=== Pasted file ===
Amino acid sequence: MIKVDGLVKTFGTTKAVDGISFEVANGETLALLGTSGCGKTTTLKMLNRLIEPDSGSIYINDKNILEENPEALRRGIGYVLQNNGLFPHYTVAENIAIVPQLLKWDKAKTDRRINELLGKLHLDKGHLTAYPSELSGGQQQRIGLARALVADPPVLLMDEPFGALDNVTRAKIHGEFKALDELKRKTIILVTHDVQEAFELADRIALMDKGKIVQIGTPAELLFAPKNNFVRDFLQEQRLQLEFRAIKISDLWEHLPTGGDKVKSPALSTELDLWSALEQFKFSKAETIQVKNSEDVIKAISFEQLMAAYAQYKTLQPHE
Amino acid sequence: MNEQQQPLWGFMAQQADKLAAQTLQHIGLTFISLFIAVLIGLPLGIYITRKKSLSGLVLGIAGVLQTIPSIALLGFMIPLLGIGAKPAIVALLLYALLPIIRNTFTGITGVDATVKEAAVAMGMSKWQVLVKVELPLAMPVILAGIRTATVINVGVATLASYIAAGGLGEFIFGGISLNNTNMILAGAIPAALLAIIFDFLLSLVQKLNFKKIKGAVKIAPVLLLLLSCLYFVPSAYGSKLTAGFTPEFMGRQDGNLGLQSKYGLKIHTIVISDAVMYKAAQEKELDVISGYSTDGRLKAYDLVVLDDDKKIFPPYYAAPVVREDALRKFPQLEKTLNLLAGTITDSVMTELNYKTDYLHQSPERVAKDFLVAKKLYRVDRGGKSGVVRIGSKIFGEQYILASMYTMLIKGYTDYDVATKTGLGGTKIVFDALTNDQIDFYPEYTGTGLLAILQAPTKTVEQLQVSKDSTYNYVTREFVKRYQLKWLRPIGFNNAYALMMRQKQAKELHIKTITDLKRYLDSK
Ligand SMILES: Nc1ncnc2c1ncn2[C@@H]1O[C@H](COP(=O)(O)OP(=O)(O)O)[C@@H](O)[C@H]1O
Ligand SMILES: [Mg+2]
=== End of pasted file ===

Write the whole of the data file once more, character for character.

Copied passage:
Amino acid sequence: MIKVDGLVKTFGTTKAVDGISFEVANGETLALLGTSGCGKTTTLKMLNRLIEPDSGSIYINDKNILEENPEALRRGIGYVLQNNGLFPHYTVAENIAIVPQLLKWDKAKTDRRINELLGKLHLDKGHLTAYPSELSGGQQQRIGLARALVADPPVLLMDEPFGALDNVTRAKIHGEFKALDELKRKTIILVTHDVQEAFELADRIALMDKGKIVQIGTPAELLFAPKNNFVRDFLQEQRLQLEFRAIKISDLWEHLPTGGDKVKSPALSTELDLWSALEQFKFSKAETIQVKNSEDVIKAISFEQLMAAYAQYKTLQPHE
Amino acid sequence: MNEQQQPLWGFMAQQADKLAAQTLQHIGLTFISLFIAVLIGLPLGIYITRKKSLSGLVLGIAGVLQTIPSIALLGFMIPLLGIGAKPAIVALLLYALLPIIRNTFTGITGVDATVKEAAVAMGMSKWQVLVKVELPLAMPVILAGIRTATVINVGVATLASYIAAGGLGEFIFGGISLNNTNMILAGAIPAALLAIIFDFLLSLVQKLNFKKIKGAVKIAPVLLLLLSCLYFVPSAYGSKLTAGFTPEFMGRQDGNLGLQSKYGLKIHTIVISDAVMYKAAQEKELDVISGYSTDGRLKAYDLVVLDDDKKIFPPYYAAPVVREDALRKFPQLEKTLNLLAGTITDSVMTELNYKTDYLHQSPERVAKDFLVAKKLYRVDRGGKSGVVRIGSKIFGEQYILASMYTMLIKGYTDYDVATKTGLGGTKIVFDALTNDQIDFYPEYTGTGLLAILQAPTKTVEQLQVSKDSTYNYVTREFVKRYQLKWLRPIGFNNAYALMMRQKQAKELHIKTITDLKRYLDSK
Ligand SMILES: Nc1ncnc2c1ncn2[C@@H]1O[C@H](COP(=O)(O)OP(=O)(O)O)[C@@H](O)[C@H]1O
Ligand SMILES: [Mg+2]